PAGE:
What does the publishing industry look like from the outside?

What does the publishing industry look like from the outside?

That’s a question I’ve been asking myself a lot, lately, as I work on a new conference, called Get a Job in Publishing, which I’m helping create with The Literary Consultancy, along with colleagues Jason Bartholomew and Jessica Killingley.

We’re trying to give people from all backgrounds a clear view of the industry, and the practical tools they need to get their first job in it.

When engaging with potential new entrants to publishing, it’s impossible not to notice how little they understand it. For example, and put crudely, most of them think publisher = editor. But that’s not because they’re all idiots. No, as an industry, it’s totally our own fault. Publishing, for all its good qualities, is opaque, elitist and confusing to outsiders.

Why?

Thought #1 We don’t talk to civilians

Because our business model has traditionally been very B2B, communicating with retailers, journalists and agents is fully in our comfort zone. But communicating with the general public? Potential readers and employees? That’s just not what we’re used to doing. It’s all a bit awkward. Most publishers are trying to talk to the public, but generations of habit take some shifting and we don’t have the ease of voice talking to our user group that we’d like to. So it’s no surprise that they don’t feel welcomed and embraced by us.

Thought #2 A pseudo-academic elite?

Is publishing intimidating because it seems like an entitled-kids-only extension to an English degree? Looking at the way many of us start our careers, it’s almost a pseudo-academic postgraduate avenue. No wonder non-English (or arts) graduates feel uncomfortable with it.

Related to this - though I’m hesitating to open the (huge) can of (huge) worms marked “publishing salaries” - over the years I’ve heard several people say that when they got their first job and were just about scraping by, they assumed most of their peers had independent means, and were doing publishing as a sort of post grad finishing school (one for which, in an inversion of luxury-retail wisdom, if you have to ask the salary, you can’t afford to do it - hence the need for #BookJobTransparency by the way). This is clearly not an accurate portrayal ... but the perception itself is telling.

Internships - the next can of worms on the shelf - play into this perception too, and act, on a financial and cultural level as “opportunity hoarding”, as Amalia Illgner notes in the Guardian. They seem to “reserve highest-status jobs for the elite”.

Thought #3 Smug culture

Are we just too secure in the knowledge that Books Are Good; do we feel a general and rather dangerous sense of cultural justification? Publishers are making progress in changing the way they present themselves to the world as employees (the PRH website, for instance, is astonishingly different to how it was say five years ago), but it’s taken a while for the industry to get proactive, and not just rest on the knowledge that we’re providing something of cultural worth, ergo: we’re the good guys. The result is that we subconsciously expect people to come to us, understand our ways and fit in, if they want a career.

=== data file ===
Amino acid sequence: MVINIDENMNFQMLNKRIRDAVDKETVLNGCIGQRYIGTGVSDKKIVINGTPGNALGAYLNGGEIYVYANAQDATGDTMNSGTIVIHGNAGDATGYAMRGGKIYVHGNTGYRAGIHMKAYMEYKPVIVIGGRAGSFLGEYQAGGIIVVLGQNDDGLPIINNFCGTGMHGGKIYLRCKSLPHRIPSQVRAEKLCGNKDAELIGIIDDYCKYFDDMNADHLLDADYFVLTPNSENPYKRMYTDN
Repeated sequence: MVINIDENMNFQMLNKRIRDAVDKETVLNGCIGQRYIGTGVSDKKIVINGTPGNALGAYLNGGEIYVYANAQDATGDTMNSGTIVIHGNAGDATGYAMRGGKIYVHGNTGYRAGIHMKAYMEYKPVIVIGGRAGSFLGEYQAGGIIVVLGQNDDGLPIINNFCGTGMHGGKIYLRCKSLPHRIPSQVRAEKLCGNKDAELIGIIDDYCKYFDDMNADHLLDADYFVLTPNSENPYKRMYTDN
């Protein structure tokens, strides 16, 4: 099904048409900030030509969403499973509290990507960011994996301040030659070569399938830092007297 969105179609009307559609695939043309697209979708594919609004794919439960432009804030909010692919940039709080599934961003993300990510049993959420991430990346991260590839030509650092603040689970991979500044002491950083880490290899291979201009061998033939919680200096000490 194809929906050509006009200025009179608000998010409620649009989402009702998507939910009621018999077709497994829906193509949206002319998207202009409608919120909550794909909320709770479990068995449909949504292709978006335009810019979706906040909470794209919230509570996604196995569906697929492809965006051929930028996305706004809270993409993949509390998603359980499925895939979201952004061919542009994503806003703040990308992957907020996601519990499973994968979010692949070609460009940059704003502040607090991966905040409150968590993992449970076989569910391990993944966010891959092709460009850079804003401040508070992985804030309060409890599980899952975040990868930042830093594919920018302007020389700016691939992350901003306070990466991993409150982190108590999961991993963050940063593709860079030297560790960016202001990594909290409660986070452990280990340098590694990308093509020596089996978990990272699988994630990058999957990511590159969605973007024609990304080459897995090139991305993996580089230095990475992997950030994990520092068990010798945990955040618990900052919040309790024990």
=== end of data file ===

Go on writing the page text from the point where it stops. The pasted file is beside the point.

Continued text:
I’m a huge fan of, and indeed part of, the independent sector, but are indie publishers (and, dare I say, booksellers?) particularly guilty of seeing themselves on the side of the angels, fighting the good fight, thus not examining their habits and what they project to the world?

Thought #4 We’re just weird

Try explaining advances, imprints, discount, SOR, territorial rights, subscription, out-of-print to a newcomer and you’ll realise how peculiar some of our conventions, and our language seems. It’s been around for aeons, so of course it does. But hermetic “insider” language is a barrier to entry (why one of the key elements of our conference is jargon-busting) And that’s before you start trying to explain the rationale behind the hardback/paperback sequence, with its accompanying and contradictory practice of discounting new product. And why it takes quite so long to make a damn book.

We have the habits and the language of an ancient industry, and that doesn’t help people feel comfortable jumping into it.

I suppose what this all boils down to is that for all the good work being done with diversity programmes in publishing, there’s a subtler, cultural shift we need to undergo, where we don’t assume that bright people should find this industry attractive, and bust their guts to get into it, even though it’s confusing and weird. We need to explain ourselves to the world.